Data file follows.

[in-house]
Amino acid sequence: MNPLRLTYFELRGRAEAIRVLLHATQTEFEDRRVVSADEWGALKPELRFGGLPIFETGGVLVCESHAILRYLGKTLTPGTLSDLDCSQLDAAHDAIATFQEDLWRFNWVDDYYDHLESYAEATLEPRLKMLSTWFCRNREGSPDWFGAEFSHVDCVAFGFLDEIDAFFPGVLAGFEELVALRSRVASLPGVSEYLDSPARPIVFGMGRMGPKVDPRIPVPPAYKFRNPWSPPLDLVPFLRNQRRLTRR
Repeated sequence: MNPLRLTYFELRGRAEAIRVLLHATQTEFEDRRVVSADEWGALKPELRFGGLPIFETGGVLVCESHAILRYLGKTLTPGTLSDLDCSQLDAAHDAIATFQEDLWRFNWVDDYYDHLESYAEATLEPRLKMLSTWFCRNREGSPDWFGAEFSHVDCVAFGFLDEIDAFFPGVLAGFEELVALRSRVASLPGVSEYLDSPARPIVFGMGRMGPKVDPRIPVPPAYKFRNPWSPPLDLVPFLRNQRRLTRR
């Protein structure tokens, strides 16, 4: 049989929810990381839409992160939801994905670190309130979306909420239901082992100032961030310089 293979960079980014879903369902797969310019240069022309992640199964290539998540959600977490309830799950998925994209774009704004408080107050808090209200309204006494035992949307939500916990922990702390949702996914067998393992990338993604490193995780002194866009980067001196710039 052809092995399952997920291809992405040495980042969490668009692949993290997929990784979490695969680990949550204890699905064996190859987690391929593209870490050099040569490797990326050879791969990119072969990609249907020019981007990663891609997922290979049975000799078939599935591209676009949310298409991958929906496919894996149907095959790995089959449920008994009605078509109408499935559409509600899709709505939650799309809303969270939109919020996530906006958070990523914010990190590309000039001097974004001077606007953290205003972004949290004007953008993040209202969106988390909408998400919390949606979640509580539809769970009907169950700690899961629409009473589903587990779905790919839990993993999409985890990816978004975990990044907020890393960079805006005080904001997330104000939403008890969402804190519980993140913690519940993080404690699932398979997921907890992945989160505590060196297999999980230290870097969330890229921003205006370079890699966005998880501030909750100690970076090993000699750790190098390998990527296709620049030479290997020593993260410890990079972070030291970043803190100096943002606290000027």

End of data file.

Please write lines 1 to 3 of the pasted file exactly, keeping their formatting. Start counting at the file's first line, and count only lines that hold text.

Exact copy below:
[in-house]
Amino acid sequence: MNPLRLTYFELRGRAEAIRVLLHATQTEFEDRRVVSADEWGALKPELRFGGLPIFETGGVLVCESHAILRYLGKTLTPGTLSDLDCSQLDAAHDAIATFQEDLWRFNWVDDYYDHLESYAEATLEPRLKMLSTWFCRNREGSPDWFGAEFSHVDCVAFGFLDEIDAFFPGVLAGFEELVALRSRVASLPGVSEYLDSPARPIVFGMGRMGPKVDPRIPVPPAYKFRNPWSPPLDLVPFLRNQRRLTRR
Repeated sequence: MNPLRLTYFELRGRAEAIRVLLHATQTEFEDRRVVSADEWGALKPELRFGGLPIFETGGVLVCESHAILRYLGKTLTPGTLSDLDCSQLDAAHDAIATFQEDLWRFNWVDDYYDHLESYAEATLEPRLKMLSTWFCRNREGSPDWFGAEFSHVDCVAFGFLDEIDAFFPGVLAGFEELVALRSRVASLPGVSEYLDSPARPIVFGMGRMGPKVDPRIPVPPAYKFRNPWSPPLDLVPFLRNQRRLTRR